Purpose: Combining hyperthermia and brachytherapy functionalities into one seed has several advantages over the existing approach of delivering the two modalities through separate implants, in particular, decreasing associated patient’s trauma. The addition of heat to radiation enhances direct cell destruction, prevents DNA repair through multiple pathways, and enhances tissue radiosensitivity. Furthermore, hyperthermia can reduce the immune-suppressed state of the tumors and increase immunotherapy effectiveness. The purpose of this study is to identify optimal hyperthermia-only (HT) and thermo-brachytherapy seed configurations that generate the most heating power.
Methods: To find the power generated by the seed, its magnetic properties had to be measured. The permeability of ferrite material was measured in an RL circuit using thin wire winding around the core prototype. Subsequently, power was calculated by using the power versus temperature model. Finally, to ensure that the optimized seed can provide the desired temperature distribution throughout the tissue, we modeled seed arrangement in realistic prostate tissue in COMSOL Multiphysics package for various blood perfusion rates.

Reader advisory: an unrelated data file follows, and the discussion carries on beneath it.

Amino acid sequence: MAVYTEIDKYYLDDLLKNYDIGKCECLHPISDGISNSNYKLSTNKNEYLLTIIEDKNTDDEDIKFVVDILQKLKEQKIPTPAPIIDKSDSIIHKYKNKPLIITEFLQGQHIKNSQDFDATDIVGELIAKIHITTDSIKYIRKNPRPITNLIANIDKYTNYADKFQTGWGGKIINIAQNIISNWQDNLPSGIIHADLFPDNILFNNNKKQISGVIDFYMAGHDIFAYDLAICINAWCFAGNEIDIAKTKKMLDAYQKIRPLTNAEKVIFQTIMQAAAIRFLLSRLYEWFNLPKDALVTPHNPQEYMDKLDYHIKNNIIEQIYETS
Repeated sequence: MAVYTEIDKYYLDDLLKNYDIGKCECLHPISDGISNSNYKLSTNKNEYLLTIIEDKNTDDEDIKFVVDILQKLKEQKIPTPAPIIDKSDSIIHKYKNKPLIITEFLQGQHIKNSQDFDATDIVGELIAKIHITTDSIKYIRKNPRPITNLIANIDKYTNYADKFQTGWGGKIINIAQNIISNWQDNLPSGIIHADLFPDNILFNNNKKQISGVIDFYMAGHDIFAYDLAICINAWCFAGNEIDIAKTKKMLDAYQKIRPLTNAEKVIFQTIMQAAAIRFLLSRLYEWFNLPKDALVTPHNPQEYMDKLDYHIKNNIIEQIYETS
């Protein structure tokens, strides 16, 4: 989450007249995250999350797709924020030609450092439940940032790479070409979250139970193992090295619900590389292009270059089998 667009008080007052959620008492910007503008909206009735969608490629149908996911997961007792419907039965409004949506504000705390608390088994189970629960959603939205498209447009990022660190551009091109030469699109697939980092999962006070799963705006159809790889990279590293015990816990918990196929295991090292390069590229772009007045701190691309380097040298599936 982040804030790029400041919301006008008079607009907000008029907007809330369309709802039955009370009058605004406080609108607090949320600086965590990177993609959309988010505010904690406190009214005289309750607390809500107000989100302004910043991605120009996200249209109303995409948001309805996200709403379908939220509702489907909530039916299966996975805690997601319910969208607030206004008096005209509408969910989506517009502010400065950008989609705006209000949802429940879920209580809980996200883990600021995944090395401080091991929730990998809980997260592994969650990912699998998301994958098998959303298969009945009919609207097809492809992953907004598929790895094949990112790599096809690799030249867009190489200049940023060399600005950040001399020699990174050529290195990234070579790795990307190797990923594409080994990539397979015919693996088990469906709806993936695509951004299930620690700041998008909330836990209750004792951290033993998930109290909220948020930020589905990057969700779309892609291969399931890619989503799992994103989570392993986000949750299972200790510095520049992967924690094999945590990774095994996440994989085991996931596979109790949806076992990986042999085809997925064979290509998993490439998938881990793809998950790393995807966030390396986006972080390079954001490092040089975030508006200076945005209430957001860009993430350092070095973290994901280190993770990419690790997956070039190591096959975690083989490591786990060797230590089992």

Results: We identified soft ferrite as the best candidate for the core material because of its high permeability, high Curie temperature (52℃), and sharp Curie transition. Demagnetization significantly decreased the relative permeability from its intrinsic value of about 5000 to 10. Power generation sharply dropped as shell thickness deviated from its optimal value, especially for the HT-only seeds. Gold was chosen for the shell because of its biocompatibility and high electrical conductivity, providing 30% more power than titanium. The resulting temperature distribution in the simulation has >90% volume coverage.
Conclusion: Optimizing the HT seed properties can significantly increase heat generation. Our simulations show a sharp drop in magnetic permeability of the ferrite core at Curie temperature, which is essential for temperature regulation. The blood perfusion rate is non-homogenous throughout the prostate, affecting the temperature distribution.